Peaceful protest is a British right we cherish. That’s why protesters were allowed the freedom of the city I live in yesterday. Marching, demonstration, even disruption to traffic is justifiable. We saw bottles and cans thrown at police, paint splashed on public and private property, protesters damaged homes, business premises and, most egregiously, they damaged honest folk trying to do an honest trade on a Bank Holiday Monday. Peaceful protest is a British right we celebrate.
Peaceful protest is a British right we enjoy. That’s why I have joined demonstrations many times in my life: Reclaim the Streets, Anti-CJA, War in Iraq to name but a few. The right to protest is a freedom we celebrate. It’s a right I will defend until the day I die. But all rights come with responsibilities.
‘Smash EDO’ (the organisation that coordinated the demo) refused to cooperate with the police despite requests. ‘Smash EDO’ has called the actions a success and hasn’t condemned any acts of unpeaceful protest. Wheelie bins were used as weapons by protesters. Police were attacked. The Palace Pier was stormed. Flares were lit and paint bombs were thrown. ‘Smash EDO’ wants rights but is unwilling to take responsibility. Rights come with responsibilities.
What was this protest about? It’s unclear. It was variously “against the war, capitalism, and the arms trade.” EDO is a company with premises in Brighton. Apparently, EDO makes components for weapons that the Israeli Government used against Gaza. That’s where ‘Smash EDO’ get their name.
The right to protest is a freedom we protect. But we all also have responsibilities. The march today roamed all over the city. People danced on top of a cafe at the pier. An expensive police presence was required (and as far as we know right now it looks like it was well executed without G20-style violence.) In any case, the police will be held accountable for sure. By the press, police scrutiny bodies, citizens. But what of the protesters? They exercised their rights: did they consider their responsibilities?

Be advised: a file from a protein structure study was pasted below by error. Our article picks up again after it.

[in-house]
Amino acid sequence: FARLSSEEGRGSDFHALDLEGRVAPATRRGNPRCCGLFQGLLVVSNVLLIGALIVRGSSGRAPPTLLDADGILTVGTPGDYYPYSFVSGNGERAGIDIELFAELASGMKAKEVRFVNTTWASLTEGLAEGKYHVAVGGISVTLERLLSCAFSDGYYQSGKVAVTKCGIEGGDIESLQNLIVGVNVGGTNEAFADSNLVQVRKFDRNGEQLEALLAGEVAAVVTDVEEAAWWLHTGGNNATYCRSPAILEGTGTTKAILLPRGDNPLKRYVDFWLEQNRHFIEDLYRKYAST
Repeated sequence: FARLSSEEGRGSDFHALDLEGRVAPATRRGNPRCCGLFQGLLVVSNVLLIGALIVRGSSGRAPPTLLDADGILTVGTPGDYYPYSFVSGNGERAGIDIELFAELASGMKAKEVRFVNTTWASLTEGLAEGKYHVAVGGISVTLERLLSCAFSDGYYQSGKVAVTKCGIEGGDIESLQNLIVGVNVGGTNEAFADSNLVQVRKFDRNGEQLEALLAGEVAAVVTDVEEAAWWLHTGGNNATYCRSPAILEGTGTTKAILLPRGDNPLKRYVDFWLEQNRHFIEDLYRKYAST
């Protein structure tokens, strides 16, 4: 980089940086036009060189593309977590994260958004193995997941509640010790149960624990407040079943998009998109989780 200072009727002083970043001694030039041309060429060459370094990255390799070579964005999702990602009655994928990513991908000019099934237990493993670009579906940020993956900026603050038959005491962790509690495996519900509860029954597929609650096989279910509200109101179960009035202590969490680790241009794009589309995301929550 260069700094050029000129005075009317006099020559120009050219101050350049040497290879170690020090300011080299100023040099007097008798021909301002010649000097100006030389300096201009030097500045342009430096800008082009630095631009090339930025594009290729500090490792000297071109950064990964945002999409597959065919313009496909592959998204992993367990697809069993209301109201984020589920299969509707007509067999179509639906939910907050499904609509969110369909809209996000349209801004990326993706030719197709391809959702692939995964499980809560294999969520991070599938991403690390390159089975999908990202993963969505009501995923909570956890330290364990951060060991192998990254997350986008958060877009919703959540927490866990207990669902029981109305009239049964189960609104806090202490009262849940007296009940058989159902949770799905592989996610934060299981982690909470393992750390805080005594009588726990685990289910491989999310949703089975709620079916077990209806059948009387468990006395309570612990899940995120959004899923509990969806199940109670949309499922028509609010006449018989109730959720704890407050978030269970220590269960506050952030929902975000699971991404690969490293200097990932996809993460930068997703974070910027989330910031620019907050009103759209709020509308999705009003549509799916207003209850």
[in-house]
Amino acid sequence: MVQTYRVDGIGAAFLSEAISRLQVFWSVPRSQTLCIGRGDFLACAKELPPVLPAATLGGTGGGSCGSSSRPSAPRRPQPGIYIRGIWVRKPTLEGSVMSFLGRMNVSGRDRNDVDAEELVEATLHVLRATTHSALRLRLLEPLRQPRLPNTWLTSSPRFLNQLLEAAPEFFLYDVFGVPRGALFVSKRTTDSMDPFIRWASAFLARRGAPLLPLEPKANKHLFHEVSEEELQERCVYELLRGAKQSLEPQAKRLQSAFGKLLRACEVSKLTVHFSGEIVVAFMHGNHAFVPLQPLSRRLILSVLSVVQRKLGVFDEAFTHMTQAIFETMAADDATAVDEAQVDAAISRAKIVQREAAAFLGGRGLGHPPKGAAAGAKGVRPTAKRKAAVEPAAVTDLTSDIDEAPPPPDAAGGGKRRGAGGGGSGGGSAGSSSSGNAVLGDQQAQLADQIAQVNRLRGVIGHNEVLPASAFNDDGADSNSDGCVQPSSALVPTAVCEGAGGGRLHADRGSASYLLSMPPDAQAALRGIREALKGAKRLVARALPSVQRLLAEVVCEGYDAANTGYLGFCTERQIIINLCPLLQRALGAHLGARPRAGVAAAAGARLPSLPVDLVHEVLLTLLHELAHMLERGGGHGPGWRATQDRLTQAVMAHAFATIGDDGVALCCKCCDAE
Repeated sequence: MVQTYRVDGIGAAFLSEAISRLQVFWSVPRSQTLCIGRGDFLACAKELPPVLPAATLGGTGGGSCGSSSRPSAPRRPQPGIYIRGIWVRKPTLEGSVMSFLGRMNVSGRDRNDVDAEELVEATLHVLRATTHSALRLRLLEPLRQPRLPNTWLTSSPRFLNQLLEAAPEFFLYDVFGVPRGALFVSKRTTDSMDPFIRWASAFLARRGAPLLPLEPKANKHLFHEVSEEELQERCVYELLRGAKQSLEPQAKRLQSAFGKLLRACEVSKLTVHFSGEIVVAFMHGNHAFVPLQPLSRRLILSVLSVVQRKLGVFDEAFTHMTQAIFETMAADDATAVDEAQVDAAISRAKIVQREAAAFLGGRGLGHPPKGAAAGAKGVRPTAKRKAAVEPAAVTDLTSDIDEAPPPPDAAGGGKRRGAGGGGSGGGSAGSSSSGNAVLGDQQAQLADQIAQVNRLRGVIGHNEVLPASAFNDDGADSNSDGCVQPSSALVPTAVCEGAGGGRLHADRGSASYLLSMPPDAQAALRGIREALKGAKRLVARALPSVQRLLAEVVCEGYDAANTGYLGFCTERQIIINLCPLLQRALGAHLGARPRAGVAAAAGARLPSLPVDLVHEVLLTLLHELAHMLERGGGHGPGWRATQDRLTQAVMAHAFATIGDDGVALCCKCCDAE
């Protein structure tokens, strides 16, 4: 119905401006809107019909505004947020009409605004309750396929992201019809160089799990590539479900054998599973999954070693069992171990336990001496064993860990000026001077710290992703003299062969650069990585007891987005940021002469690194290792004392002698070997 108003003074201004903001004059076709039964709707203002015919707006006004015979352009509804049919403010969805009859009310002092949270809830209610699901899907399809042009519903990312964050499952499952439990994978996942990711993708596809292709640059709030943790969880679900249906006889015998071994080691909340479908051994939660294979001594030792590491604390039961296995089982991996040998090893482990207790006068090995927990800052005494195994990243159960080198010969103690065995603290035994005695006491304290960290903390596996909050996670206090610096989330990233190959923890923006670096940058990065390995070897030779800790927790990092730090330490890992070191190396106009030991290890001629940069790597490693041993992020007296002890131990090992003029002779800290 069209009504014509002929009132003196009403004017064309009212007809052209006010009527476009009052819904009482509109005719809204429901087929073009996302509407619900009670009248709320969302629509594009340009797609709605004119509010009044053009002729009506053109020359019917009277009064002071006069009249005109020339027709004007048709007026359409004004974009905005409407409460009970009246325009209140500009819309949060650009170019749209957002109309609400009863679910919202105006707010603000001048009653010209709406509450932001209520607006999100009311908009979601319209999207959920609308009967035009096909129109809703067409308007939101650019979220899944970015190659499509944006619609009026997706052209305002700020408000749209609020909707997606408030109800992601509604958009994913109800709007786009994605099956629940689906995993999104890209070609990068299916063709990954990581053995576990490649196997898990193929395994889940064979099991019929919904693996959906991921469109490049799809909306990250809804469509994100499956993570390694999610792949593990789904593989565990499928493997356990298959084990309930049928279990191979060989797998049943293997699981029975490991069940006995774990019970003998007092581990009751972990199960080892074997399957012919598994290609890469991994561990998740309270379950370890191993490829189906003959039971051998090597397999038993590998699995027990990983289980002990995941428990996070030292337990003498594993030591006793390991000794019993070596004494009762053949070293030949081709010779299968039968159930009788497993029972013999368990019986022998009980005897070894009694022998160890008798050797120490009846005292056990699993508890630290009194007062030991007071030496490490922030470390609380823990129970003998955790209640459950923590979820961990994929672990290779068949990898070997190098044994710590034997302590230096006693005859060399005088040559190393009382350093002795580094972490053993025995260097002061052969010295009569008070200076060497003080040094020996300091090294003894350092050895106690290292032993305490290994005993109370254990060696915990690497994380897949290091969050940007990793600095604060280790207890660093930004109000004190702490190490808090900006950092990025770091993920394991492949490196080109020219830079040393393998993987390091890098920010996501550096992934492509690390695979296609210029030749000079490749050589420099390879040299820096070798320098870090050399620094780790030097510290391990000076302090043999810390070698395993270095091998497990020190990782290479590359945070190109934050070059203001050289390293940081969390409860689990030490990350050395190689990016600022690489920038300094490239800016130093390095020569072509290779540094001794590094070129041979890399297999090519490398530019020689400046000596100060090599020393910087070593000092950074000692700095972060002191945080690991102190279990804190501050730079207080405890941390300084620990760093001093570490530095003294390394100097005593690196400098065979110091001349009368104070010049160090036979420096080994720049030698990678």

Valued tourists didn’t come to Brighton on a May Bank Holiday because they (quite understandably) feared they weren’t safe. Businesses in the city centre and on the seafront will have lost custom. This city made sure that protesters were heard. Protester: we enforced your rights… now it’s time to take responsibility.
This protest wasn’t peaceful. Paint. Flares. Windows smashed. Graffiti. Vandalism. Police. Inconvenience. Traffic chaos. Customers discouraged. Shut streets. Thousands of businesses in Brighton were adversely affected. And yet the one company you didn’t inconvenience was EDO. Any rational person calls that failure. It’s time to take responsibility and apologise to the people of Brighton.